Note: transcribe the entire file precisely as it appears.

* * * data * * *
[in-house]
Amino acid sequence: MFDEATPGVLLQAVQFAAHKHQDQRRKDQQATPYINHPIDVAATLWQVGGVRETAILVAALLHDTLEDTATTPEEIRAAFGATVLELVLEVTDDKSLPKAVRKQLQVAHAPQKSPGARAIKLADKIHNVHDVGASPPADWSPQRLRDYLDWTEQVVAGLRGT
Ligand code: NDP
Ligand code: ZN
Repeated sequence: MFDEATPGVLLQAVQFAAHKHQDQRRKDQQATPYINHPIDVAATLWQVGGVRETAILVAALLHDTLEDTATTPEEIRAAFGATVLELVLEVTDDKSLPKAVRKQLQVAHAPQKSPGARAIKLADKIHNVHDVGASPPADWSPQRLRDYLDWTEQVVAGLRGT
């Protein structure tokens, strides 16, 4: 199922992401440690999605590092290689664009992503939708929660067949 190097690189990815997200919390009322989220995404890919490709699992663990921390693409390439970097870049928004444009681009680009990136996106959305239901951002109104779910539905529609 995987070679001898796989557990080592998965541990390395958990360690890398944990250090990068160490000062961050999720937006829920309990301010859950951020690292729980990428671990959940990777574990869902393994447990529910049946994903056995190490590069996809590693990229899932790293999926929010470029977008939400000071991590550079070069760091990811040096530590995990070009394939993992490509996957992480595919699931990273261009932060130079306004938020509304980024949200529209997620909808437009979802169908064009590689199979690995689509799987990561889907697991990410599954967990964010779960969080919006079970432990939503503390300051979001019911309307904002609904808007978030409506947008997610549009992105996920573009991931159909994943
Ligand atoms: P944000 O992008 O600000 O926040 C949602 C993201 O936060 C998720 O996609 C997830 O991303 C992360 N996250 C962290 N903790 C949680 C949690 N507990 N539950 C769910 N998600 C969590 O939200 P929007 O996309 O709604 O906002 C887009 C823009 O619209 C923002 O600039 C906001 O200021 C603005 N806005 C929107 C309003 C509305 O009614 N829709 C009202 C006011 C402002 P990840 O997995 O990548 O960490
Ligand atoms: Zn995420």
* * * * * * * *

[in-house]
Amino acid sequence: MFDEATPGVLLQAVQFAAHKHQDQRRKDQQATPYINHPIDVAATLWQVGGVRETAILVAALLHDTLEDTATTPEEIRAAFGATVLELVLEVTDDKSLPKAVRKQLQVAHAPQKSPGARAIKLADKIHNVHDVGASPPADWSPQRLRDYLDWTEQVVAGLRGT
Ligand code: NDP
Ligand code: ZN
Repeated sequence: MFDEATPGVLLQAVQFAAHKHQDQRRKDQQATPYINHPIDVAATLWQVGGVRETAILVAALLHDTLEDTATTPEEIRAAFGATVLELVLEVTDDKSLPKAVRKQLQVAHAPQKSPGARAIKLADKIHNVHDVGASPPADWSPQRLRDYLDWTEQVVAGLRGT
């Protein structure tokens, strides 16, 4: 199922992401440690999605590092290689664009992503939708929660067949 190097690189990815997200919390009322989220995404890919490709699992663990921390693409390439970097870049928004444009681009680009990136996106959305239901951002109104779910539905529609 995987070679001898796989557990080592998965541990390395958990360690890398944990250090990068160490000062961050999720937006829920309990301010859950951020690292729980990428671990959940990777574990869902393994447990529910049946994903056995190490590069996809590693990229899932790293999926929010470029977008939400000071991590550079070069760091990811040096530590995990070009394939993992490509996957992480595919699931990273261009932060130079306004938020509304980024949200529209997620909808437009979802169908064009590689199979690995689509799987990561889907697991990410599954967990964010779960969080919006079970432990939503503390300051979001019911309307904002609904808007978030409506947008997610549009992105996920573009991931159909994943
Ligand atoms: P944000 O992008 O600000 O926040 C949602 C993201 O936060 C998720 O996609 C997830 O991303 C992360 N996250 C962290 N903790 C949680 C949690 N507990 N539950 C769910 N998600 C969590 O939200 P929007 O996309 O709604 O906002 C887009 C823009 O619209 C923002 O600039 C906001 O200021 C603005 N806005 C929107 C309003 C509305 O009614 N829709 C009202 C006011 C402002 P990840 O997995 O990548 O960490
Ligand atoms: Zn995420």